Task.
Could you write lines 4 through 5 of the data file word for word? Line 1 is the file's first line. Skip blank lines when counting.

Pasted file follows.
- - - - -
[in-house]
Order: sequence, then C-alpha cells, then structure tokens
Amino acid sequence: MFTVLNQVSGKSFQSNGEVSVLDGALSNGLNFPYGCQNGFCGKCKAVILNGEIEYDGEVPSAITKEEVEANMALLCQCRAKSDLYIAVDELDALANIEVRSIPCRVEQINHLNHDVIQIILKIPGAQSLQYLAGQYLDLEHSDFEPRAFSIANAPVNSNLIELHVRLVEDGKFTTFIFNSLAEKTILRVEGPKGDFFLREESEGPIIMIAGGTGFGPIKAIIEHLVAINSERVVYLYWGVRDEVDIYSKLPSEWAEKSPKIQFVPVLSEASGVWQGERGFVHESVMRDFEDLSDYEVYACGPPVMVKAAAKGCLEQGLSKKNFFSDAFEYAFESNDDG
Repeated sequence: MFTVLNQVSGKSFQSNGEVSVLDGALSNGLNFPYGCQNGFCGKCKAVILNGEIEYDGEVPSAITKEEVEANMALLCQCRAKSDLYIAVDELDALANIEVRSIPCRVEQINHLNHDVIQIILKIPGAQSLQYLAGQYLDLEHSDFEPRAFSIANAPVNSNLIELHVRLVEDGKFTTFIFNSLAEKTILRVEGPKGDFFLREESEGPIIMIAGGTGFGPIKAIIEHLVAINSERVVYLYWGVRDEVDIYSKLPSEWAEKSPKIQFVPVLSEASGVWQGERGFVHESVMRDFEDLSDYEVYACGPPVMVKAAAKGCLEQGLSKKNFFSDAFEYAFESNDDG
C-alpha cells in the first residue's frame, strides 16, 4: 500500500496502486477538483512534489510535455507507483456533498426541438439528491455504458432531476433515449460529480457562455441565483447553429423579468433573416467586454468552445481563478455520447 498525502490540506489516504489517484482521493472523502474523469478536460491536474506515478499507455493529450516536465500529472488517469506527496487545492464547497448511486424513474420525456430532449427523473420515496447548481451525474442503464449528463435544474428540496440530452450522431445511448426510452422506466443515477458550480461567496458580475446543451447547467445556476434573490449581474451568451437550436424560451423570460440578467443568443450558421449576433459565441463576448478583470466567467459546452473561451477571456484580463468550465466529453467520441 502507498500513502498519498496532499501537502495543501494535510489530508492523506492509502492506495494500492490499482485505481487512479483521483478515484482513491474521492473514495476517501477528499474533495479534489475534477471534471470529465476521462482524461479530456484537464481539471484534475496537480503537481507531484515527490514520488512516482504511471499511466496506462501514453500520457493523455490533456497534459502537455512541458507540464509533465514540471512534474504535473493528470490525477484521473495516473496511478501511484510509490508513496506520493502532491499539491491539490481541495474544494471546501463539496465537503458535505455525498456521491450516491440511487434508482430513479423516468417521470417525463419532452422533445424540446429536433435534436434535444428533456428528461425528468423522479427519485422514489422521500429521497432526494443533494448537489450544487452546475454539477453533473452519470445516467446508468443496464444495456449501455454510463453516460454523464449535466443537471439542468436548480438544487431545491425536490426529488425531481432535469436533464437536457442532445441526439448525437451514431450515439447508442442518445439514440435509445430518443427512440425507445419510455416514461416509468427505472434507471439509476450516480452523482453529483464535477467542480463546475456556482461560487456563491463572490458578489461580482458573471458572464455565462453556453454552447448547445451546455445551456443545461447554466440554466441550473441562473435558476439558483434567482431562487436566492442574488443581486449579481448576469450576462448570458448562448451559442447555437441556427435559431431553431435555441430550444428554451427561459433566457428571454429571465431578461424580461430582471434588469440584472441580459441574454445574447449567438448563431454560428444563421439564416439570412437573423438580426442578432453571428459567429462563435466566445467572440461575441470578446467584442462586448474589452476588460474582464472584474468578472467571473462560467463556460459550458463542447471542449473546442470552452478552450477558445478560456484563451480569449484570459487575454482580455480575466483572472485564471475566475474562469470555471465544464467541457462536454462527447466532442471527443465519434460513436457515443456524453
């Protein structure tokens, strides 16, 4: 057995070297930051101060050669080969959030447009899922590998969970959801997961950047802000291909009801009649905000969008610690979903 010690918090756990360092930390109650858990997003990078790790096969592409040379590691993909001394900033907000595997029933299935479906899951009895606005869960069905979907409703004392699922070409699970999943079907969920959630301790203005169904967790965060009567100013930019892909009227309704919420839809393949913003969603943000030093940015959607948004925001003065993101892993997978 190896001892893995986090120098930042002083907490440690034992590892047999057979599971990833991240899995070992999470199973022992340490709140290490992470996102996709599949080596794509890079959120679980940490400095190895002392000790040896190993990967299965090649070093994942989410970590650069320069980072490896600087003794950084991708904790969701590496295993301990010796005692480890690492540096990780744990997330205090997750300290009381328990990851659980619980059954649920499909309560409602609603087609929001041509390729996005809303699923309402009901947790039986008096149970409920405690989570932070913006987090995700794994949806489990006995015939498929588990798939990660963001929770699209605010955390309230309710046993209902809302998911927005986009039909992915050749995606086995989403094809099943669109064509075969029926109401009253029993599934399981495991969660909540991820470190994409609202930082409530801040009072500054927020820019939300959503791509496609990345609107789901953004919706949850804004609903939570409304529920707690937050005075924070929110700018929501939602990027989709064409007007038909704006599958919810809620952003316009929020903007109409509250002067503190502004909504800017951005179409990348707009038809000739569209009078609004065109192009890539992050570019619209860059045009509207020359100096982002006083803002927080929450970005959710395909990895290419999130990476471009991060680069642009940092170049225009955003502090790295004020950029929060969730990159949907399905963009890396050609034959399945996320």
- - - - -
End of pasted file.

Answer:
Repeated sequence: MFTVLNQVSGKSFQSNGEVSVLDGALSNGLNFPYGCQNGFCGKCKAVILNGEIEYDGEVPSAITKEEVEANMALLCQCRAKSDLYIAVDELDALANIEVRSIPCRVEQINHLNHDVIQIILKIPGAQSLQYLAGQYLDLEHSDFEPRAFSIANAPVNSNLIELHVRLVEDGKFTTFIFNSLAEKTILRVEGPKGDFFLREESEGPIIMIAGGTGFGPIKAIIEHLVAINSERVVYLYWGVRDEVDIYSKLPSEWAEKSPKIQFVPVLSEASGVWQGERGFVHESVMRDFEDLSDYEVYACGPPVMVKAAAKGCLEQGLSKKNFFSDAFEYAFESNDDG
C-alpha cells in the first residue's frame, strides 16, 4: 500500500496502486477538483512534489510535455507507483456533498426541438439528491455504458432531476433515449460529480457562455441565483447553429423579468433573416467586454468552445481563478455520447 498525502490540506489516504489517484482521493472523502474523469478536460491536474506515478499507455493529450516536465500529472488517469506527496487545492464547497448511486424513474420525456430532449427523473420515496447548481451525474442503464449528463435544474428540496440530452450522431445511448426510452422506466443515477458550480461567496458580475446543451447547467445556476434573490449581474451568451437550436424560451423570460440578467443568443450558421449576433459565441463576448478583470466567467459546452473561451477571456484580463468550465466529453467520441 502507498500513502498519498496532499501537502495543501494535510489530508492523506492509502492506495494500492490499482485505481487512479483521483478515484482513491474521492473514495476517501477528499474533495479534489475534477471534471470529465476521462482524461479530456484537464481539471484534475496537480503537481507531484515527490514520488512516482504511471499511466496506462501514453500520457493523455490533456497534459502537455512541458507540464509533465514540471512534474504535473493528470490525477484521473495516473496511478501511484510509490508513496506520493502532491499539491491539490481541495474544494471546501463539496465537503458535505455525498456521491450516491440511487434508482430513479423516468417521470417525463419532452422533445424540446429536433435534436434535444428533456428528461425528468423522479427519485422514489422521500429521497432526494443533494448537489450544487452546475454539477453533473452519470445516467446508468443496464444495456449501455454510463453516460454523464449535466443537471439542468436548480438544487431545491425536490426529488425531481432535469436533464437536457442532445441526439448525437451514431450515439447508442442518445439514440435509445430518443427512440425507445419510455416514461416509468427505472434507471439509476450516480452523482453529483464535477467542480463546475456556482461560487456563491463572490458578489461580482458573471458572464455565462453556453454552447448547445451546455445551456443545461447554466440554466441550473441562473435558476439558483434567482431562487436566492442574488443581486449579481448576469450576462448570458448562448451559442447555437441556427435559431431553431435555441430550444428554451427561459433566457428571454429571465431578461424580461430582471434588469440584472441580459441574454445574447449567438448563431454560428444563421439564416439570412437573423438580426442578432453571428459567429462563435466566445467572440461575441470578446467584442462586448474589452476588460474582464472584474468578472467571473462560467463556460459550458463542447471542449473546442470552452478552450477558445478560456484563451480569449484570459487575454482580455480575466483572472485564471475566475474562469470555471465544464467541457462536454462527447466532442471527443465519434460513436457515443456524453